Can physicians maintain their autonomy in today’s healthcare system?

This story is one in a series examining the impact of healthcare ownership trends on the practice of physicians. Click here for the main article on employment trends, and here for a sidebar on how private equity in particular is driving employment trends.

When Rebecca Berens, MD, was only 4 years old, she was already suffering from burnout.

Berens, a Texas-based family medicine practitioner, spent the start of her career working for a federally accredited health center (FQHC) and, subsequently, a county health department. The work aligned with its mission to address underserved populations. But working for large systems has been expensive.

At the FQHC, Berens, 32, had to see 21 or more patients per day. Her appointments were made one after the other and she saw a patient every 10 minutes.

“When you see so many people back to back, you start to feel like you’re just a robot,” Berens said. MedPage today. “You just top up drugs and order tests, and there isn’t really the time or space to think of a case.”

If a patient needed more time, Berens often did not have the authority to grant it. She could not book a duplicate patient without obtaining the approval of the administrators, and she often had to make multiple requests just to exercise her best clinical judgment.

“I felt like I was constantly fighting so many little battles day in and day out, just to do the basics,” Berens said.

When Berens had her first child, she knew something had to change. She was still committed to the values ​​of her workplace, but didn’t want to endure the long hours, bureaucratic hurdles or the added stress now that she had a baby at home. So she opened her own direct primary care practice.

“I think it was just a reassessment of my priorities,” Berens said. “I thought to myself, how do I want my career to work? “

As the number of physicians employed by large healthcare systems grows steadily, physicians like Berens are looking for ways to maintain autonomy in their practice of medicine in an increasingly consolidated healthcare landscape.

For some, autonomy means breaking away from the mainstream health system and embarking on alternative health care delivery models such as direct primary care. But others have found ways to retain ownership of their work – and their lives – by operating within the system.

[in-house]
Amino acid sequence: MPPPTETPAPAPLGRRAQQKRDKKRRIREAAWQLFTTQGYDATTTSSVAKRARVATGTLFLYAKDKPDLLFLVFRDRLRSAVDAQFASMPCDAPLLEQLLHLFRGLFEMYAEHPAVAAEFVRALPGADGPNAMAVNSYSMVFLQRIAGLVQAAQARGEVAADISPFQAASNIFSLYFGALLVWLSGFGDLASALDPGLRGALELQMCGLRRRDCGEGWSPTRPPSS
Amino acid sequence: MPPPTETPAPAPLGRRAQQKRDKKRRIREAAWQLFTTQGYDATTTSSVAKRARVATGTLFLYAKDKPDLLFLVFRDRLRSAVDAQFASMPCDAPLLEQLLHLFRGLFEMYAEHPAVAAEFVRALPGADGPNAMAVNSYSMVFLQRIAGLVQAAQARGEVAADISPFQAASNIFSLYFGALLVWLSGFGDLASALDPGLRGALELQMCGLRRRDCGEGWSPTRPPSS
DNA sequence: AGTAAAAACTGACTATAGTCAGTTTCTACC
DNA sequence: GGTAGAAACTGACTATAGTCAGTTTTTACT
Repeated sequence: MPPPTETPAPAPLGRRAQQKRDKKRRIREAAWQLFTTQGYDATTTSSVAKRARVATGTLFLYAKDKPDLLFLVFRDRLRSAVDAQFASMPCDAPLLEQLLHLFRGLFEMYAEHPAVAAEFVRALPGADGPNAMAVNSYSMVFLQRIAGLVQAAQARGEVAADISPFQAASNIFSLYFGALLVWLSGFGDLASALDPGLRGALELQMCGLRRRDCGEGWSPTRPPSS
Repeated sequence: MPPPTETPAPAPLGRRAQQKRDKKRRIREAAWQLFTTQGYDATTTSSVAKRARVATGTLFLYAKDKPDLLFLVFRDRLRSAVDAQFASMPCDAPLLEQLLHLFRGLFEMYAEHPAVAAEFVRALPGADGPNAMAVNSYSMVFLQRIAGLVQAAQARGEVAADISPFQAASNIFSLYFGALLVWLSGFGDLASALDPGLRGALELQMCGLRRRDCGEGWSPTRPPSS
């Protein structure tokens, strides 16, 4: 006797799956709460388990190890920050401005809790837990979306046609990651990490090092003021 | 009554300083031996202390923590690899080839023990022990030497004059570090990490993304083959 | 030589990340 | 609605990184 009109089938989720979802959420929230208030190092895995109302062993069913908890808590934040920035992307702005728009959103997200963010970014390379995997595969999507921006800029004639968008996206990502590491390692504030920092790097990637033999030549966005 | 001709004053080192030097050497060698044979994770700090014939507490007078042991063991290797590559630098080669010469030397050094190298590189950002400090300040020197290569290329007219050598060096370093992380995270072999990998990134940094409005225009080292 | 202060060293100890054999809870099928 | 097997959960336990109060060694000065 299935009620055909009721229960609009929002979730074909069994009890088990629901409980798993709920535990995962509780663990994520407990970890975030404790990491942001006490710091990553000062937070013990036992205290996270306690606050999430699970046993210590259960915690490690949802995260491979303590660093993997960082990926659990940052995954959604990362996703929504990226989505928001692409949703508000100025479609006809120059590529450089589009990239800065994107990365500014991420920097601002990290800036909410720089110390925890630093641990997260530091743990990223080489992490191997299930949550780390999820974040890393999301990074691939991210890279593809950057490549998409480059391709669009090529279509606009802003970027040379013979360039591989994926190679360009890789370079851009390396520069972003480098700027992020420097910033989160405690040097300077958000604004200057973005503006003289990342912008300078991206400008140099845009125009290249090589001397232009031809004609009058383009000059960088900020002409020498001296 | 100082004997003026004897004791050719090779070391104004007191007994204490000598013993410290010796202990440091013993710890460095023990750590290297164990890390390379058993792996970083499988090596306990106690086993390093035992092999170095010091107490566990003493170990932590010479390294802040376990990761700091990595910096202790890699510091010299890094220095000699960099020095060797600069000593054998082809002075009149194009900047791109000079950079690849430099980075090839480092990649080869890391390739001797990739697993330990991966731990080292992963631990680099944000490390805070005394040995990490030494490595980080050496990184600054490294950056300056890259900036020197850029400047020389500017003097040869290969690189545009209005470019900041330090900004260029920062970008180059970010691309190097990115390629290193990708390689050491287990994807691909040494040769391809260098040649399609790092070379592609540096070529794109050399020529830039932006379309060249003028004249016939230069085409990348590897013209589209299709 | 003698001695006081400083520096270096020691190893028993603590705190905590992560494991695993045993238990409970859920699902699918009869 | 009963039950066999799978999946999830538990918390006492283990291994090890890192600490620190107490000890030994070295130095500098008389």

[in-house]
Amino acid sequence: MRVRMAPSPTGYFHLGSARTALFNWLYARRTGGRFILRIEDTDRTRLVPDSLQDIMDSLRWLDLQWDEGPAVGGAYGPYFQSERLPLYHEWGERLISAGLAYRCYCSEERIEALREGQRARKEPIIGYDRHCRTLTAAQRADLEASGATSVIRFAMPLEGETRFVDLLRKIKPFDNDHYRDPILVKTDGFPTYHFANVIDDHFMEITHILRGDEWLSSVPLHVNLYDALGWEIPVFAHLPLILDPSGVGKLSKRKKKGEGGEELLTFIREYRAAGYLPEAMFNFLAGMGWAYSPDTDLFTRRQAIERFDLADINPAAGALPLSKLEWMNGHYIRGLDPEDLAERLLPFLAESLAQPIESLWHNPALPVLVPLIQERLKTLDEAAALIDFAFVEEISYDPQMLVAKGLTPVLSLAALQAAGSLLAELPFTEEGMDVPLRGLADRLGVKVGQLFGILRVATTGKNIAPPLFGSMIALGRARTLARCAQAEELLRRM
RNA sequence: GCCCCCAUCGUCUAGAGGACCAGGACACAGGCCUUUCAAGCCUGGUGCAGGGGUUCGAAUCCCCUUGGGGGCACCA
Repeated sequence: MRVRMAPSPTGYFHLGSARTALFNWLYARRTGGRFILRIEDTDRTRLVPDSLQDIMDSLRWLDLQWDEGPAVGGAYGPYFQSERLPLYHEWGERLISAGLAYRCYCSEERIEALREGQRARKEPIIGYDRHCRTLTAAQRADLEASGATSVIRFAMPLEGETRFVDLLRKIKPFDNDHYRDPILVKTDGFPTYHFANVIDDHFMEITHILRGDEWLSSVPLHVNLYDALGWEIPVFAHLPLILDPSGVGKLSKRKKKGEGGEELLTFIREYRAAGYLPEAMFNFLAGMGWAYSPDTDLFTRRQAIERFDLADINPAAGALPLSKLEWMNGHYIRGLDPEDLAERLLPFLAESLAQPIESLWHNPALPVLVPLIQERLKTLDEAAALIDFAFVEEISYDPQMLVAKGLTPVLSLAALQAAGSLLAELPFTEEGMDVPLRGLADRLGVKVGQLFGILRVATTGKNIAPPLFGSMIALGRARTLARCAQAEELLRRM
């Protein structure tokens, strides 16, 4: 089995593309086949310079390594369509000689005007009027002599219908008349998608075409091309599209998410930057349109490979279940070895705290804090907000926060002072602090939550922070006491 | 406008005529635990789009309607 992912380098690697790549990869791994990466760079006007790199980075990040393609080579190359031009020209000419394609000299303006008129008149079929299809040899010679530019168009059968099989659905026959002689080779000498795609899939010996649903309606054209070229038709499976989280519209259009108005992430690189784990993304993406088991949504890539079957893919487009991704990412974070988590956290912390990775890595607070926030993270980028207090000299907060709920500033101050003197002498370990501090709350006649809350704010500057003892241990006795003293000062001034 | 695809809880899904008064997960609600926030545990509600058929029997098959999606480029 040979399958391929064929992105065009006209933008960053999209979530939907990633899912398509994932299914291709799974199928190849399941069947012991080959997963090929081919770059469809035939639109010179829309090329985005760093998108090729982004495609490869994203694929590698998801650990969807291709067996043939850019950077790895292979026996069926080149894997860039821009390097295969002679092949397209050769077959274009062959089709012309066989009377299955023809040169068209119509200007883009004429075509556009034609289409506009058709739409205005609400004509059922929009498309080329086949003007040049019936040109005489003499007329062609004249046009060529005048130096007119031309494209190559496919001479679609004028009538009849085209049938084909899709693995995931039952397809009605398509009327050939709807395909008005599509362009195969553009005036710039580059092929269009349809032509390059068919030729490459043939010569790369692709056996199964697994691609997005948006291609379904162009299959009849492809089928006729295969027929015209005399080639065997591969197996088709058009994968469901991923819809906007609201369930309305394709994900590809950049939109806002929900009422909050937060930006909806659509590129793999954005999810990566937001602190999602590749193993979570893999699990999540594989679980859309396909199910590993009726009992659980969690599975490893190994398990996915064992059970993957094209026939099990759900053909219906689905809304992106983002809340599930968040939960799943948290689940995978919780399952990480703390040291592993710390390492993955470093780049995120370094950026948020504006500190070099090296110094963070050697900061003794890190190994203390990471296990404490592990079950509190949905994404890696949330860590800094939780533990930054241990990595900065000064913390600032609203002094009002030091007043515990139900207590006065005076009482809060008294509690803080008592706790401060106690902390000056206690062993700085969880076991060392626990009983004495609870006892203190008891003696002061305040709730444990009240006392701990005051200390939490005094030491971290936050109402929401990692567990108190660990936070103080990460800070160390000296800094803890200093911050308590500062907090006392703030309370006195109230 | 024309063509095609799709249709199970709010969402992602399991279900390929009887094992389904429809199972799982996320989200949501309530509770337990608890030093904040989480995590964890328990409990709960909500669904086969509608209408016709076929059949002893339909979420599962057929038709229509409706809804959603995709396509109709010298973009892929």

The world of direct care

Berens opened her direct primary care practice in January 2020. She charges patients a flat monthly membership fee of $ 99 per patient or $ 150 for a family of two (adding $ 50 for each additional family member) , without co-payment, co-insurance or deductibles. This monthly rate includes office visits, virtual visits, physician text services, and certain procedures. Patients pay separately for drugs, lab work, x-rays, and other tests, but she may offer some at lower rates.

Now, instead of seeing more than 20 patients a day, Berens sees two or three in person, and texts or calls five to ten more (although she still plans to expand the practice). Rather than compressing a visit into a 10-minute time slot, it can offer patients up to an hour and a half.

“I am able to do a lot more navigation in the health care system,” Berens said. In addition to spending more time with patients during their visits, she has the time to seek out transparent pricing specialists to refer them to, or even learn about conditions that she can treat on her own. Because Berens has more time to research and do more of the checkup internally, she refers patients less often.

Berens also said she had more autonomy over her scope of practice. Procedures such as IUD insertions, skin biopsies, or joint injections – which she couldn’t do when working for larger systems – have become common in her practice.

“I don’t have anyone else to tell me what procedures I can and cannot do,” Berens said.

The movement to lead primary care has grown in popularity in recent years, especially among physicians who feel disillusioned with the current system. There are currently about 1,200 of these practices in the United States, which serves more than 300,000 patients, according to the Direct Primary Care Coalition.

Berens still treats an underserved population. The majority (70%) of its patients are uninsured and many of them are self-employed seeking affordable health care. The freedom to devote more time to patient care, as well as having their own schedule, improved their job satisfaction.

“Autonomy was a big part of the reason I decided to go into direct primary care,” she said.

Maintain control in private practice

Not all physicians feel the need to abandon conventional models of practice in order to remain independent. Carolynn Francavilla Brown, MD, a family doctor with her own practice in Colorado, said being self-employed was imperative for her ability to practice medicine.

“Self-reliance was really the reason I decided it was essential to have my own practice,” said Francavilla Brown, who also sits on the American Medical Association’s private practice board. (AMA), in an interview. “I felt like I could treat patients better by doing things my way.”